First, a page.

Hall County recycling bins are turning bright pink to promote recycling, and some residents said they like the change.
There’s already one bin in use and one more on the way.
The county Solid Waste Department cleans the containers, paints them pink and draws and paints a tree, a recycling symbol and the words “Please Recycle” along the side. At the end of the bins is a pink-ribboned plea supporting the effort to find a cure for breast cancer.
The bins also have signs saying recycling is everyone’s responsibility and that recycling is a way to protect the environment for children.
“I think it will make people more aware of the recycling bin with it being that bright color because it draws attention,” said Flowery Branch resident Jeannie Hooks, who saw it for the first time Tuesday at the compactor site off Gaines Ferry Road.
October is National Breast Cancer Awareness Month, but the message won’t change in future months, said Johnnie Vickers, county solid waste director. Pink ribbons often signify fighting breast cancer.
Vickers said the department was trying to make people notice the bins so they would recycle more and decided to combine both messages.
“I grant you when it goes down the road, you’ll notice it,” Vickers said. “With the public’s input in looking at and seeing it, I think it will catch their eye more, make them a little more aware of what’s going on; that we’re trying to be more environmentally (conscious), trying to recycle more and save our landfill.”
Hall County went from collecting about 3,500 tons in fiscal year 2012 to more than 5,000 tons in fiscal year 2013. The intake of glass and plastic increased more than 100 tons, and steel intake rose more than 30 tons over the past year. Aluminum stayed relatively flat.
County staff members hope to specifically increase recycling plastic by the publicity campaign, adding more heft to the department’s revenue stream.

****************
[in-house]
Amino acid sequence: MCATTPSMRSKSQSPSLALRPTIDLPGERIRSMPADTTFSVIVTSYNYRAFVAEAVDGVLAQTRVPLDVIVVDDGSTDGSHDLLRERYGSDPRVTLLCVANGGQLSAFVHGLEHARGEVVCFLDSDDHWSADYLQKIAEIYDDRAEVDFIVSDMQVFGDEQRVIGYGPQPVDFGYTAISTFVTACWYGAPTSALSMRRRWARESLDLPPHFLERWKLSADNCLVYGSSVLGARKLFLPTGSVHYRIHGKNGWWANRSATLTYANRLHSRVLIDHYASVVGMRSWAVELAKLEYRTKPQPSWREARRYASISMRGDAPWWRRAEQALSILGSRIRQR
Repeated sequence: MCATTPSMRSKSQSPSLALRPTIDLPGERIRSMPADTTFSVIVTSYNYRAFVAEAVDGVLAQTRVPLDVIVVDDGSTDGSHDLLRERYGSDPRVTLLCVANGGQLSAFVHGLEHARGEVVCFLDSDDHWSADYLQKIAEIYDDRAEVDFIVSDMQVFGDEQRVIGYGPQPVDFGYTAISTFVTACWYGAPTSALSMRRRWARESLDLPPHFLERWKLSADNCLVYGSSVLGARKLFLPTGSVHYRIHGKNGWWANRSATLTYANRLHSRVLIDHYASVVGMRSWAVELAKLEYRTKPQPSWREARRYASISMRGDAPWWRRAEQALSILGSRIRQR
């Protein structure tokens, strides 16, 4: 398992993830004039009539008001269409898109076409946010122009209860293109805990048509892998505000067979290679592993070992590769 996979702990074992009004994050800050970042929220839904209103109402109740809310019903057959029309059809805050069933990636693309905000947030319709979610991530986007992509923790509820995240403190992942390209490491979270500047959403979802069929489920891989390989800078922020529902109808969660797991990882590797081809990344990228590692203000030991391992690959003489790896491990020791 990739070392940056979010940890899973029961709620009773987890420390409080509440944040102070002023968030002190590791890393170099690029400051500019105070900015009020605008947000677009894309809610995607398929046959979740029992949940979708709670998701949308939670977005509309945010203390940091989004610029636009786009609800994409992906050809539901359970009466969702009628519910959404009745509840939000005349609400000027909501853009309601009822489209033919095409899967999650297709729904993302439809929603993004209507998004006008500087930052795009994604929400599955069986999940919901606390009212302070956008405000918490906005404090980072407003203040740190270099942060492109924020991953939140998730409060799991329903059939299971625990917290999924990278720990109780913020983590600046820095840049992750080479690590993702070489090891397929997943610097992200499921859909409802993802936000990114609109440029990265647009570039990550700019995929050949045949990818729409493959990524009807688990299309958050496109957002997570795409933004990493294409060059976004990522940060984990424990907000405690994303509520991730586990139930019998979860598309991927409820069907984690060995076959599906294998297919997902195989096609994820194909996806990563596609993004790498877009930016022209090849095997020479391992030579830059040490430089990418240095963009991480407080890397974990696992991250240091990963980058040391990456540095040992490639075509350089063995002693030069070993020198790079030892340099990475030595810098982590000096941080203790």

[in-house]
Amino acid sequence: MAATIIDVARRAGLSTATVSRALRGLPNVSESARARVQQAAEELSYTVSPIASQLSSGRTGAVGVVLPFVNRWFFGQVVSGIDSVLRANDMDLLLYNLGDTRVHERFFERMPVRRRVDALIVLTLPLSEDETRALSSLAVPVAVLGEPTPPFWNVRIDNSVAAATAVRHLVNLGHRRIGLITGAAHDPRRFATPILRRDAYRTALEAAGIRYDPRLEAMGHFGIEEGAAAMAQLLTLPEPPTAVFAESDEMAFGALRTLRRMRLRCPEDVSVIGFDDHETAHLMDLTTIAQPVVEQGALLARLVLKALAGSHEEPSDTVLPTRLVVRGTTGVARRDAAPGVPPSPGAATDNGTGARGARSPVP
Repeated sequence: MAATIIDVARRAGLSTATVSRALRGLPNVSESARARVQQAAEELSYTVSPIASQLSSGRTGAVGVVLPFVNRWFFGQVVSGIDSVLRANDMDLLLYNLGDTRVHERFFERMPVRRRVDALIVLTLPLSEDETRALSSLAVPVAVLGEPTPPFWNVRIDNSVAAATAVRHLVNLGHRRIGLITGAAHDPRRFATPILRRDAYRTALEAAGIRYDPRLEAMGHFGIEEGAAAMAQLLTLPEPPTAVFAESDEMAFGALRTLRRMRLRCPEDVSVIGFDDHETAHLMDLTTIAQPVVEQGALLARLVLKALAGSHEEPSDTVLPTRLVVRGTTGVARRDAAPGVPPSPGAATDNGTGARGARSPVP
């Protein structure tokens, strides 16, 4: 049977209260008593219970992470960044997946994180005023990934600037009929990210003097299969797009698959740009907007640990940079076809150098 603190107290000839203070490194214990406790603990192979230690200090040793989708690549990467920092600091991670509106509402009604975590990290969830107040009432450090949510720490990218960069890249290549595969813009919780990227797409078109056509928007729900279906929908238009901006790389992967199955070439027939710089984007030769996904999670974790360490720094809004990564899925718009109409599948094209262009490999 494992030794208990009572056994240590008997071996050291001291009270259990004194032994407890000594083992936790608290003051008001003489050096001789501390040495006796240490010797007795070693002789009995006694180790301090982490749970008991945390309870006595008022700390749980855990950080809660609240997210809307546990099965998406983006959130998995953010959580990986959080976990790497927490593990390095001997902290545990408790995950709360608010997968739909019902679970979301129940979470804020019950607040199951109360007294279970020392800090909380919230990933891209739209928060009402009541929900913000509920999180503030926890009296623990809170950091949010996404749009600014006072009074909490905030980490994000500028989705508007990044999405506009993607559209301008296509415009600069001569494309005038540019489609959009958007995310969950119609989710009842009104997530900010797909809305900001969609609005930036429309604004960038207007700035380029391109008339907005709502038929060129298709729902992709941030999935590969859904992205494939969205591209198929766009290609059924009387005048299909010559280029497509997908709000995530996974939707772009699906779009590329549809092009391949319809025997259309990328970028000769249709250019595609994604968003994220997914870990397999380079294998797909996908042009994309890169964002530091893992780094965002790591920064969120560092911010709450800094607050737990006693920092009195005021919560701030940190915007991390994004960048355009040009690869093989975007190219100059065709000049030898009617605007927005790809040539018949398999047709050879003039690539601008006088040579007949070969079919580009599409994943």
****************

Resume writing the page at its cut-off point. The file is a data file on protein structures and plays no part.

The pictures on the finished bin were drawn by Bobby Purdum, resource recovery superintendent, and then painted using inmate labor. The department is at work on one more bin, which takes about 10 days to complete. Purdum also designed some decals for the bins that say where plastic, aluminum and glass go. The county streamlined its recycling bins more than a year ago to make the process more convenient for residents. Updating the bins costs about $600 each.
“The idea behind the pink (bin) was to catch the public’s eye,” Purdum said. “We wanted something bright.”
The current painted bin is being rotated between the county compactor sites off Sardis Road, Gaines Ferry Road and Blackshear Place off Atlanta Highway.
Some residents at the Gaines Ferry site agreed that while it’s eye-catching, it’s a message they already know and follow.
“What would you call that, shocking pink?” resident Lee Miller said, laughing. “I noticed it right away. I already knew it was a recycling bin even before when it was unpainted, so I didn’t need that message.”
Flowery Branch resident Sue Sysol said she likes the new look, but isn’t sure about the pink. She said the people at the Gaines Ferry compactor site already do a good job of recycling.
“It’s a lot better than the green (colored bin) that was there,” she said. “It’s definitely nice,” she said.